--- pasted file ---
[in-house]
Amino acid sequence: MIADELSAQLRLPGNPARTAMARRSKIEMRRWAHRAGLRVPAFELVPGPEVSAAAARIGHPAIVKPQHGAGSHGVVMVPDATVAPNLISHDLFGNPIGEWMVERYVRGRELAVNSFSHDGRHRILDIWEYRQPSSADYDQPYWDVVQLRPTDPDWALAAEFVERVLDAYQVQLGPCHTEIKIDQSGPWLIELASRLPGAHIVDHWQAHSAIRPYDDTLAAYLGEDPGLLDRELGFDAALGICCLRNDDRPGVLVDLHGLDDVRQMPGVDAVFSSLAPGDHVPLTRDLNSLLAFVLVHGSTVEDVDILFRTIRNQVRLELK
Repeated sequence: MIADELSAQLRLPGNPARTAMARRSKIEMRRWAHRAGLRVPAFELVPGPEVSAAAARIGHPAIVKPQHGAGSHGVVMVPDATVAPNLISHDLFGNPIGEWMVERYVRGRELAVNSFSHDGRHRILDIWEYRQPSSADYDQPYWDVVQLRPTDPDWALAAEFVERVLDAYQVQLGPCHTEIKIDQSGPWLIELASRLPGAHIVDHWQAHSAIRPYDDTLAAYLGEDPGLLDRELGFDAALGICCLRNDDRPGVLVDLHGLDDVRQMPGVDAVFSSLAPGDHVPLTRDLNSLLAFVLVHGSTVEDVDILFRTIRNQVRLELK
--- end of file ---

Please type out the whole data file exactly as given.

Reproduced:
[in-house]
Amino acid sequence: MIADELSAQLRLPGNPARTAMARRSKIEMRRWAHRAGLRVPAFELVPGPEVSAAAARIGHPAIVKPQHGAGSHGVVMVPDATVAPNLISHDLFGNPIGEWMVERYVRGRELAVNSFSHDGRHRILDIWEYRQPSSADYDQPYWDVVQLRPTDPDWALAAEFVERVLDAYQVQLGPCHTEIKIDQSGPWLIELASRLPGAHIVDHWQAHSAIRPYDDTLAAYLGEDPGLLDRELGFDAALGICCLRNDDRPGVLVDLHGLDDVRQMPGVDAVFSSLAPGDHVPLTRDLNSLLAFVLVHGSTVEDVDILFRTIRNQVRLELK
Repeated sequence: MIADELSAQLRLPGNPARTAMARRSKIEMRRWAHRAGLRVPAFELVPGPEVSAAAARIGHPAIVKPQHGAGSHGVVMVPDATVAPNLISHDLFGNPIGEWMVERYVRGRELAVNSFSHDGRHRILDIWEYRQPSSADYDQPYWDVVQLRPTDPDWALAAEFVERVLDAYQVQLGPCHTEIKIDQSGPWLIELASRLPGAHIVDHWQAHSAIRPYDDTLAAYLGEDPGLLDRELGFDAALGICCLRNDDRPGVLVDLHGLDDVRQMPGVDAVFSSLAPGDHVPLTRDLNSLLAFVLVHGSTVEDVDILFRTIRNQVRLELK